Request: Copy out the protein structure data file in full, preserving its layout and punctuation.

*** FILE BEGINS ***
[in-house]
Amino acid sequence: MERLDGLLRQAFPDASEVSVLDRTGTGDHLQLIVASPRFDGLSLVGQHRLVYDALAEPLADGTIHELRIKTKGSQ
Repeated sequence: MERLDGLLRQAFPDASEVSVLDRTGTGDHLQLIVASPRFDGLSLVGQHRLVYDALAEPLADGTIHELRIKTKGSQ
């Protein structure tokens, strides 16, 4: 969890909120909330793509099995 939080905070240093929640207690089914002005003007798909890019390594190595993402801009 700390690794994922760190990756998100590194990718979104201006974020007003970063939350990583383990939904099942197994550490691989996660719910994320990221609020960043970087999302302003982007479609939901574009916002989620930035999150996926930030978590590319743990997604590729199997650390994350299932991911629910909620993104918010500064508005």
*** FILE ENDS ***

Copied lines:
[in-house]
Amino acid sequence: MERLDGLLRQAFPDASEVSVLDRTGTGDHLQLIVASPRFDGLSLVGQHRLVYDALAEPLADGTIHELRIKTKGSQ
Repeated sequence: MERLDGLLRQAFPDASEVSVLDRTGTGDHLQLIVASPRFDGLSLVGQHRLVYDALAEPLADGTIHELRIKTKGSQ
């Protein structure tokens, strides 16, 4: 969890909120909330793509099995 939080905070240093929640207690089914002005003007798909890019390594190595993402801009 700390690794994922760190990756998100590194990718979104201006974020007003970063939350990583383990939904099942197994550490691989996660719910994320990221609020960043970087999302302003982007479609939901574009916002989620930035999150996926930030978590590319743990997604590729199997650390994350299932991911629910909620993104918010500064508005």